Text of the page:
Protecting against loss of ‘organisational knowledge’ during the pandemic

I help businesses navigate some of the technical barriers they may encounter when growing - Axion Linkage

Covid-19 has been a major disruption to all businesses, however despite the lockdown and the safety net of the government JobKeeper program, some businesses have flourished in 2020. The pandemic has created numerous challenges for managers, particularly around staff – not only in providing operational coverage, but also the aspect of ‘organizational knowledge’ retention.

The ISO 9001 standard now (latest 2015 version) has its own section (7.1.6) dedicated to ‘organizational knowledge’. It is defined as “knowledge specific to the organization; it is generally gained by experience. It is information that is used and shared to achieve the organization’s objectives.”

As you would expect the ISO 9001 standard is structured around normal business and the pandemic disrupts everything that is normal. Having a certified ISO 9001 management system is one sure-fire way of protecting the business, however it is important to realize that there are still limitations with the standard, particularly as to the audience it is pitched to and whether the documentation contains sufficient detail (especially for a new incumbent).

With stand-downs and redundancies commonplace there is no guarantee that a business will rebound looking the same as before the lockdown. Staff may well decide upon a sea-change with many training programs on offer; may choose a job in another industry type; or may be picked up by a competitor.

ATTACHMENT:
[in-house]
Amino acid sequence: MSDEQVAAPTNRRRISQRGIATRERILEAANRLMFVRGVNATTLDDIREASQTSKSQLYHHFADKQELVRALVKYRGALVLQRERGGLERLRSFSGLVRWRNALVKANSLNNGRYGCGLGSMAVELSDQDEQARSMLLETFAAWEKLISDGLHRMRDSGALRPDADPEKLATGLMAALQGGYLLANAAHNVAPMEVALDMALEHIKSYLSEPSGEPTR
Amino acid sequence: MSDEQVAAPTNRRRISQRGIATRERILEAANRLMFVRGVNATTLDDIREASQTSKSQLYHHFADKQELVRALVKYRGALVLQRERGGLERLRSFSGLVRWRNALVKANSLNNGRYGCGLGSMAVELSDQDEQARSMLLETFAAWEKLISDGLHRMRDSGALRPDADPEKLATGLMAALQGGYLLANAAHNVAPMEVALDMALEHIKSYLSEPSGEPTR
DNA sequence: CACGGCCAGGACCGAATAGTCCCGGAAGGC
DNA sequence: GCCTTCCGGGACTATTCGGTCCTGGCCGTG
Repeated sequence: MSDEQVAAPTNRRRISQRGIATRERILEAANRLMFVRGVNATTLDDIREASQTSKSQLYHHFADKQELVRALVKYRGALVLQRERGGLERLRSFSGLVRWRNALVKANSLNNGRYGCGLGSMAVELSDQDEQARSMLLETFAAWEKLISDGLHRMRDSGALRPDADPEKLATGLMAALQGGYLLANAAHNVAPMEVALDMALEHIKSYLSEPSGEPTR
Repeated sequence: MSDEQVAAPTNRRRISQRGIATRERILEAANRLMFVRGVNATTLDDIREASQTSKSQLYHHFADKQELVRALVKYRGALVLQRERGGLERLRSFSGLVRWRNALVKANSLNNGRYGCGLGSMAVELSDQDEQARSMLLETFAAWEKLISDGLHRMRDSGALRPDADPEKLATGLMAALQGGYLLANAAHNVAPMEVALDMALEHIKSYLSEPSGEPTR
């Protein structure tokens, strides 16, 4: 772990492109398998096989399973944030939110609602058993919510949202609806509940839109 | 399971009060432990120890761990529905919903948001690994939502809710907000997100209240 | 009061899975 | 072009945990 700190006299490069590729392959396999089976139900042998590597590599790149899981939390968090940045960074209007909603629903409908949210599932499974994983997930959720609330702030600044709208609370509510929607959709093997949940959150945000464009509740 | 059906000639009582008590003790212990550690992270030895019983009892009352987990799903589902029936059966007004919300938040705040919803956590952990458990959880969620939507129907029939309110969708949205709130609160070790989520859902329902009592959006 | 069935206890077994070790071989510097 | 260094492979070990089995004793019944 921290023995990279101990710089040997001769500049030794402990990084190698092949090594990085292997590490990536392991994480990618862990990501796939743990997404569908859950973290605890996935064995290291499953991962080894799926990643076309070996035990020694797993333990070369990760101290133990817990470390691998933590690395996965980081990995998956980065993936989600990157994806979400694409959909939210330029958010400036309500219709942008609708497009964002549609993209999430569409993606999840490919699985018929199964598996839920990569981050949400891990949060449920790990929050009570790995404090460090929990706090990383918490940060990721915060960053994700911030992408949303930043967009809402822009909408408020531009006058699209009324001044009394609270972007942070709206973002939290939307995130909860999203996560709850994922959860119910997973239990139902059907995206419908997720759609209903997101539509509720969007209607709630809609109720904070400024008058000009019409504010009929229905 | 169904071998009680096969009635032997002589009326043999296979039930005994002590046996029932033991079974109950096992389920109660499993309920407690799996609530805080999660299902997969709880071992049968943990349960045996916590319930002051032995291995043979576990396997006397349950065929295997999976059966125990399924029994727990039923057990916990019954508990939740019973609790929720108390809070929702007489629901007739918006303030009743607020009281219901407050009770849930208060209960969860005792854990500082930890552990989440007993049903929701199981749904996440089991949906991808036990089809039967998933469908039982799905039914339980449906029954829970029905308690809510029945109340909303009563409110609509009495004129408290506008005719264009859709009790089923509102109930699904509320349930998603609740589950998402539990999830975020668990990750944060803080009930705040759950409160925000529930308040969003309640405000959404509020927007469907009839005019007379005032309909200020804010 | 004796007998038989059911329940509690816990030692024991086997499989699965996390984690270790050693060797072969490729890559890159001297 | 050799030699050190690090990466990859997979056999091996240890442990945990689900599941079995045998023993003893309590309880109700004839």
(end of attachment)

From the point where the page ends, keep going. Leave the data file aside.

The question then is, where does this leave your business?

Not all business requires the same level of ‘organizational knowledge’: some will require little, while others may be heavily dependent upon it.

We’re not through the pandemic yet; businesses already with ISO 9001 and without staff losses should count themselves incredibly fortunate, however this shouldn’t stop the documentation from being examined.

Business success is not contingent on having ISO 9001, but it helps and there are more than 10,500 businesses in Australia that have considered certification as an important step in their maturity.

The balancing act for business is capturing the knowledge in a manner that best serves the sustainability or growth of the business. Obvious ways of capturing ‘organizational knowledge’ is through procedural documentation (including manuals), checklists and / or training.

The ISO 9001 standard does not scrutinize ‘how knowledge is controlled’ or even the measure of ‘how effective it is’. Certainly, engaging a fresh set of eyes to examine the knowledge base can help.

I help businesses navigate some of the technical barriers they may encounter when growing - Axion Linkage